Fashioning an Ethical Industry

Fashioning an Ethical Industry

Case study: The fashion industry plays a major role in global trade. How can fashion students be encouraged to consider ethical issues when they enter the industry?

Global Matters

Global Matters celebrates just some of the exciting examples of global learning going on around the country in schools, youth work and communities. The case studies show active and participatory approaches that engage learners and encourage critical thinking about a range of important topics, including global trade, environmental sustainability, race, child labour and refugees. They demonstrate the innovative work which is taking place throughout the country, often through the involvement of the voluntary sector. We hope they encourage other educators to reflect on their practice and seek support to develop global learning in their own settings.

The Global University: The Role of Senior Managers

This publication will serve to inspire debate on what should constitute the vision, mission and values of a global university, within the context of global society. Given the global footprint of universities and the ability of our graduates to influence change in global society, the publication maintains that universities cannot ignore their corporate and social responsibilities: senior managers have a critical role to play as leaders of this agenda and of change that results in positive benefits for a wider stakeholder group.

DEA Response to the Copernicus Consultation Paper

The Copernicus Consultation Paper Further challenges and priorities for the European Higher Education Area (EHEA): How the Bologna Process should address the principle of sustainable development was a Europe-wide consultation facilitated by Copernicus-Campus. This is a network of European universities who have signed the Copernicus University Charter for Sustainable Development signalling their commitment to give sustainable development a prominent place in their activities.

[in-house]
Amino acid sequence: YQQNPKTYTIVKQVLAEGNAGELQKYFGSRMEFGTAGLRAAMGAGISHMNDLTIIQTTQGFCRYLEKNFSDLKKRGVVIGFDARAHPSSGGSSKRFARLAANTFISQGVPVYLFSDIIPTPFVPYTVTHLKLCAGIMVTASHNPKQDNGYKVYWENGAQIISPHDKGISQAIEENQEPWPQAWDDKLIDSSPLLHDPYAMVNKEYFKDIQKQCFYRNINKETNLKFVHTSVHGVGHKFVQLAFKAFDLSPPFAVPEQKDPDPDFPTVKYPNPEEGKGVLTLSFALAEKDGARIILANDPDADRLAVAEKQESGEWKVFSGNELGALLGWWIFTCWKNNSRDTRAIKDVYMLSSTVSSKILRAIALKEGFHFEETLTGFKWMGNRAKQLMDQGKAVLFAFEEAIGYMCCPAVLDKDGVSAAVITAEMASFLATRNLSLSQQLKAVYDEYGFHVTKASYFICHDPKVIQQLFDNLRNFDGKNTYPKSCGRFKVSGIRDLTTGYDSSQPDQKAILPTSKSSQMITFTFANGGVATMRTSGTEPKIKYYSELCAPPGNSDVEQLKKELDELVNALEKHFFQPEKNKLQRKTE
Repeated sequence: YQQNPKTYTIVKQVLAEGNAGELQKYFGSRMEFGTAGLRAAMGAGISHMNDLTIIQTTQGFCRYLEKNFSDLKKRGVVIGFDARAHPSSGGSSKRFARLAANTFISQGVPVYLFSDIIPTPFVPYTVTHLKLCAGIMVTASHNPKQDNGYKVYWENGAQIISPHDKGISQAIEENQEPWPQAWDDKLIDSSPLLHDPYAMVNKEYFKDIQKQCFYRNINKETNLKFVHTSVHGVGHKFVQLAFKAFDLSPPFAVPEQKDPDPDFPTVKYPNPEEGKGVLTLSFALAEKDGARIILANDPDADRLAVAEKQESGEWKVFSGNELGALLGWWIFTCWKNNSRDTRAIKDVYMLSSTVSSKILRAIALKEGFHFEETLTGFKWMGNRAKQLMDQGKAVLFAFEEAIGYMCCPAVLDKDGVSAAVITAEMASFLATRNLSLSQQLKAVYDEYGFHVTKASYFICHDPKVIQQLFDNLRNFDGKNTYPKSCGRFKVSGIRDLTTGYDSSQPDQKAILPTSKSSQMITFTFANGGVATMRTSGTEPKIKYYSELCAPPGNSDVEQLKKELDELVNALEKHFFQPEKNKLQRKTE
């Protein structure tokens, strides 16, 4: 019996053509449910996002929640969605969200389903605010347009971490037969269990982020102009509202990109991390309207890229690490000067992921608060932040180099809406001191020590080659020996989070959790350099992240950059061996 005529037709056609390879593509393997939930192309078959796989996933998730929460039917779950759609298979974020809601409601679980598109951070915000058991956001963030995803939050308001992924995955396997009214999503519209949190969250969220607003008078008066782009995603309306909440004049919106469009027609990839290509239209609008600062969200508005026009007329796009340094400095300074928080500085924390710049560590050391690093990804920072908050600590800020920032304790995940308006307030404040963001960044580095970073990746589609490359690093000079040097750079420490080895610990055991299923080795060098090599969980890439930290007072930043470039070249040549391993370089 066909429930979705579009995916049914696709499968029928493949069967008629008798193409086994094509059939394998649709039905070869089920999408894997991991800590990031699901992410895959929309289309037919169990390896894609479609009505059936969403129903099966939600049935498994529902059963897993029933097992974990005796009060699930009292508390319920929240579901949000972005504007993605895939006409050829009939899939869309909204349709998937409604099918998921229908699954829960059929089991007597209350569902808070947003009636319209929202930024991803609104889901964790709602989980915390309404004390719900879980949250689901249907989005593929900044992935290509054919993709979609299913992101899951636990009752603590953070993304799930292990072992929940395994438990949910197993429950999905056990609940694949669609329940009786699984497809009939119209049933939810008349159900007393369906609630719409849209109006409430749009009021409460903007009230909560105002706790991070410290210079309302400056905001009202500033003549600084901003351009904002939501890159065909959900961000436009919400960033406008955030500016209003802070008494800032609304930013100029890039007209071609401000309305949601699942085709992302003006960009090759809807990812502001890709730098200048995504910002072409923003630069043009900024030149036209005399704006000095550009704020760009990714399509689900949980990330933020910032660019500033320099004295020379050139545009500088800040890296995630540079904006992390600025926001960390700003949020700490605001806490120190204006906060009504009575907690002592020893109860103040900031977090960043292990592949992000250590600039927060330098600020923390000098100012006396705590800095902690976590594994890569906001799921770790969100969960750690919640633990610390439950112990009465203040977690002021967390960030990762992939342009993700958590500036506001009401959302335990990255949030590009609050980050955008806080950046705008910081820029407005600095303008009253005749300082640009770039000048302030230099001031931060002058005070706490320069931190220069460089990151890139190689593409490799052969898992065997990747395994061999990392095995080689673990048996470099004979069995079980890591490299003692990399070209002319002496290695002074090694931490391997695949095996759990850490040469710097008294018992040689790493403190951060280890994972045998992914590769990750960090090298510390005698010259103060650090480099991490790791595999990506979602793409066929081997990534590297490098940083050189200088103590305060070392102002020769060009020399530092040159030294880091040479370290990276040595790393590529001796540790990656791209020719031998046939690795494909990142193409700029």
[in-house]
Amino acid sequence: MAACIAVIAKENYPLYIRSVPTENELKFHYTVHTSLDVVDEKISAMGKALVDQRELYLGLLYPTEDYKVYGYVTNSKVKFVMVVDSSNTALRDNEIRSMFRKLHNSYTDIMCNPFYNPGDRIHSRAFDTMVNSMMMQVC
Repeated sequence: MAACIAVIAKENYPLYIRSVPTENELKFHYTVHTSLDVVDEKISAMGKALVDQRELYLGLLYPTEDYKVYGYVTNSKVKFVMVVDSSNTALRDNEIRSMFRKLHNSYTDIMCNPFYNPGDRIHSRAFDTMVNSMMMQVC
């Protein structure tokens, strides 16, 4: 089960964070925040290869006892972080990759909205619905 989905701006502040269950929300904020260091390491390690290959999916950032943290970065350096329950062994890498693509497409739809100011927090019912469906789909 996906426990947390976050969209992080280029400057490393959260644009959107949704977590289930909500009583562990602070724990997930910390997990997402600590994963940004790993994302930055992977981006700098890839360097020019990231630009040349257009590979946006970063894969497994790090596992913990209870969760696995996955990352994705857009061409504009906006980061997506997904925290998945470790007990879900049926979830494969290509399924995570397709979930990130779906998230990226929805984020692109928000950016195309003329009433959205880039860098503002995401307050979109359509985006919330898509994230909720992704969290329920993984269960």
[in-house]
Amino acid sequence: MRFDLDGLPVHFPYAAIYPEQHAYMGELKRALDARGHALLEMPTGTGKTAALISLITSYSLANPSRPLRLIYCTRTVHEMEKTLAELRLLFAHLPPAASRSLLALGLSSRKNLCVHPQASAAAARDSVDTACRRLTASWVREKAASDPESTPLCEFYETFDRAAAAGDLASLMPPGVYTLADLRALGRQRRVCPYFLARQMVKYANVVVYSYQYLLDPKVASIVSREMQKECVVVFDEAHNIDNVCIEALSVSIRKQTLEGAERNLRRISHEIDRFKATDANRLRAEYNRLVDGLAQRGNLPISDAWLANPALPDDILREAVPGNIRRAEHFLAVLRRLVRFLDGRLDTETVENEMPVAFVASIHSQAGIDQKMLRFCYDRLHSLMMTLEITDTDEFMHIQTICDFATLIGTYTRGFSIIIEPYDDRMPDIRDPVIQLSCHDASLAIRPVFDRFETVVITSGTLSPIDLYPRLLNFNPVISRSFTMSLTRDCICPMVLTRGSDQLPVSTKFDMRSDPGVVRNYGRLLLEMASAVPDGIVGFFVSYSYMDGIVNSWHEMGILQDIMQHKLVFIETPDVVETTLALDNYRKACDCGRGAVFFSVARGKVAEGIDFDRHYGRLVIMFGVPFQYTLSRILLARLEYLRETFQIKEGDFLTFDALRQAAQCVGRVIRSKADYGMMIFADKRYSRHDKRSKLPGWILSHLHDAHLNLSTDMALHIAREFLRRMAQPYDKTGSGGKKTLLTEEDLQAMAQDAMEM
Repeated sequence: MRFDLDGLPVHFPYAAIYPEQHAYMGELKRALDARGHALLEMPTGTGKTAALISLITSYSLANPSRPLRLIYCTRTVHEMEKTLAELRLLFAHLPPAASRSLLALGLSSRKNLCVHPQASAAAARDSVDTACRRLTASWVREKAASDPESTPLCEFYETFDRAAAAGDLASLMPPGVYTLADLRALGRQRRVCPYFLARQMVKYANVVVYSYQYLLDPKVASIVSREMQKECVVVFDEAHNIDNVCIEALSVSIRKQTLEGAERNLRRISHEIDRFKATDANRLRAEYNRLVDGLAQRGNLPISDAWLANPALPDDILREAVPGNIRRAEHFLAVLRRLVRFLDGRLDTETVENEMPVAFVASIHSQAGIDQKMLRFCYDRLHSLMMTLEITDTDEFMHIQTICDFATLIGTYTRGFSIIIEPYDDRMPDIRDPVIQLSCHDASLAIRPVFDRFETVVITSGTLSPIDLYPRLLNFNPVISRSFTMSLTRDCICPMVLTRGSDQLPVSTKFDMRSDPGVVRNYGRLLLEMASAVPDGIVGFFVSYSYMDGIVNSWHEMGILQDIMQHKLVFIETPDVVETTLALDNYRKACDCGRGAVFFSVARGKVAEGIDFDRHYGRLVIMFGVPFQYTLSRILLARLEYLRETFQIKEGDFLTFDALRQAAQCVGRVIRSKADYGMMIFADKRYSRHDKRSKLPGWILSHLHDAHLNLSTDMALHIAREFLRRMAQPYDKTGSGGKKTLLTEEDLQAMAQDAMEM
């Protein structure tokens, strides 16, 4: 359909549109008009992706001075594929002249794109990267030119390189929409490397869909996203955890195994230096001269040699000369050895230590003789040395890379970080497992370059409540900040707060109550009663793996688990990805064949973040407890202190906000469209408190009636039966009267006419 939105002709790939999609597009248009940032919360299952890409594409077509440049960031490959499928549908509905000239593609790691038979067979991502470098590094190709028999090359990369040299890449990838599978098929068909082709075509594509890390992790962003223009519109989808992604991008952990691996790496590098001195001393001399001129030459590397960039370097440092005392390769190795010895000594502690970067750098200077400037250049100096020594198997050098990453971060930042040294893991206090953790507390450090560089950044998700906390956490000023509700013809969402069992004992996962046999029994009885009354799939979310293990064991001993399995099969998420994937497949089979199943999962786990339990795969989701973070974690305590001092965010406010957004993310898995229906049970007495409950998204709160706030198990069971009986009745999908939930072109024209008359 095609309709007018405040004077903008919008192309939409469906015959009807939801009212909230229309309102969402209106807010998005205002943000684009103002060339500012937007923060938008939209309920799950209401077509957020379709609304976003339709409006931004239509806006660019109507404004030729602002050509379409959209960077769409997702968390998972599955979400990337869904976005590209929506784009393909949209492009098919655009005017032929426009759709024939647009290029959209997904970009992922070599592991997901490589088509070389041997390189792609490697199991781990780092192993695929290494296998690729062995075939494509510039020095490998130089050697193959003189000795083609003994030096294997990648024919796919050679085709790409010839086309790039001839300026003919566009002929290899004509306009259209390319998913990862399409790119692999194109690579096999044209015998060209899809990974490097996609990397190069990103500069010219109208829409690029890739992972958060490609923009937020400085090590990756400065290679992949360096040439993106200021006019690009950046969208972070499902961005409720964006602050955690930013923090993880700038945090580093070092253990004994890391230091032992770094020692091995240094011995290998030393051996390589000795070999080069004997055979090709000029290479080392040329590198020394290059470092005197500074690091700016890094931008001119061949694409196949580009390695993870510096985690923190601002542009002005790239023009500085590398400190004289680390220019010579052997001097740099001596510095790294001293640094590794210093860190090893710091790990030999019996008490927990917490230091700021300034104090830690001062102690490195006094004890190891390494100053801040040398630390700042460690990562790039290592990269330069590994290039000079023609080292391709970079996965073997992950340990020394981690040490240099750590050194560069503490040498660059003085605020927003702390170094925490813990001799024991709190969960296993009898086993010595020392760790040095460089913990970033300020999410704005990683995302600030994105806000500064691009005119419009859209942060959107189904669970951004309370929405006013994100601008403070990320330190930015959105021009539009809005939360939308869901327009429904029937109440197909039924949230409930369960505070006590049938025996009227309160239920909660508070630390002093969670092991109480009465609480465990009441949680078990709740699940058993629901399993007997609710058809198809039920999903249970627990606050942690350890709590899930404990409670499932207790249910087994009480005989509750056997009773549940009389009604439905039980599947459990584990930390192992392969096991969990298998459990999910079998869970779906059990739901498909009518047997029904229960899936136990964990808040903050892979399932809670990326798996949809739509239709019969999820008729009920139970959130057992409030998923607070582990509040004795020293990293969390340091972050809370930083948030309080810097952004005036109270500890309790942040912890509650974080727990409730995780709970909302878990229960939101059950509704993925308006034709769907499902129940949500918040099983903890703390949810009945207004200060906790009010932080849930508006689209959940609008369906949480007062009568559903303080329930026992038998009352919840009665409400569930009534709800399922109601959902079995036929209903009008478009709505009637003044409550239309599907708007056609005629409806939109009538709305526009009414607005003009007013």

Empowering university students as ‘global citizens’

Michael Strange discusses the problem and possibilities experienced during an attempt to promote political awareness of development issues within a university campus in the UK. He draws a distinction between creating awareness of one's own political power, and argue for the importance of connecting otherwise potentially abstract 'global' issues to more immediate and local issues, such as prejudice-based abuse against students.

Skills for the global engineer

Ian Neal argues that engineering faces fundamental change in the near future that will require engineering professionals to have a global perspective. He calls for greater dialogue and cooperation between the engineering and the international development sectors accross academia, government, business and NGOs in order to promote greater knowledge and understanding of global development amongst engineers and those working in the engineering sector.